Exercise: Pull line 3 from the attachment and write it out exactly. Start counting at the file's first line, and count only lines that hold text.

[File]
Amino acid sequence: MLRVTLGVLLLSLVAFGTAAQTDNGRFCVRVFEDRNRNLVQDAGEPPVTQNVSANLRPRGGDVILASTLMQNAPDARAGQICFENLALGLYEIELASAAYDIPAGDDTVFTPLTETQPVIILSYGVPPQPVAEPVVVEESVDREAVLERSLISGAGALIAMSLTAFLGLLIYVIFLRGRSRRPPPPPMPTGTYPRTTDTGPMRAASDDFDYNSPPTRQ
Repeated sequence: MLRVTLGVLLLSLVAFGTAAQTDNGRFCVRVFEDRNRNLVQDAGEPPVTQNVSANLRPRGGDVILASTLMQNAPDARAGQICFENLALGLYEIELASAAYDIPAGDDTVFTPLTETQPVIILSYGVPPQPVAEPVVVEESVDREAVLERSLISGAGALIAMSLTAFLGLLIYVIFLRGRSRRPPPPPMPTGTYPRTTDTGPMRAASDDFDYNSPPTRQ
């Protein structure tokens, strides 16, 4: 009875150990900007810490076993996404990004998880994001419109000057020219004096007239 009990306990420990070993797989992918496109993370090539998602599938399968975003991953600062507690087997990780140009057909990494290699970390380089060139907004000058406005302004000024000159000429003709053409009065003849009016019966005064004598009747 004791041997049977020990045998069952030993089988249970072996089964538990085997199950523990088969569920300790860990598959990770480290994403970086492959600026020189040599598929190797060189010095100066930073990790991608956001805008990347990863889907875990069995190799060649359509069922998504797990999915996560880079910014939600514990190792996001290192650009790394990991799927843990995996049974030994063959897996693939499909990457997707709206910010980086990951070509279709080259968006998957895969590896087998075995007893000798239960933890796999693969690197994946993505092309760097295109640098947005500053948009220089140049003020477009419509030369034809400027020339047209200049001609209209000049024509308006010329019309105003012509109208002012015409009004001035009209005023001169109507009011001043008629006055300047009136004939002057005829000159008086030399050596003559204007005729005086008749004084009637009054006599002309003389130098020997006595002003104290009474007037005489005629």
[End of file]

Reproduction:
């Protein structure tokens, strides 16, 4: 009875150990900007810490076993996404990004998880994001419109000057020219004096007239 009990306990420990070993797989992918496109993370090539998602599938399968975003991953600062507690087997990780140009057909990494290699970390380089060139907004000058406005302004000024000159000429003709053409009065003849009016019966005064004598009747 004791041997049977020990045998069952030993089988249970072996089964538990085997199950523990088969569920300790860990598959990770480290994403970086492959600026020189040599598929190797060189010095100066930073990790991608956001805008990347990863889907875990069995190799060649359509069922998504797990999915996560880079910014939600514990190792996001290192650009790394990991799927843990995996049974030994063959897996693939499909990457997707709206910010980086990951070509279709080259968006998957895969590896087998075995007893000798239960933890796999693969690197994946993505092309760097295109640098947005500053948009220089140049003020477009419509030369034809400027020339047209200049001609209209000049024509308006010329019309105003012509109208002012015409009004001035009209005023001169109507009011001043008629006055300047009136004939002057005829000159008086030399050596003559204007005729005086008749004084009637009054006599002309003389130098020997006595002003104290009474007037005489005629």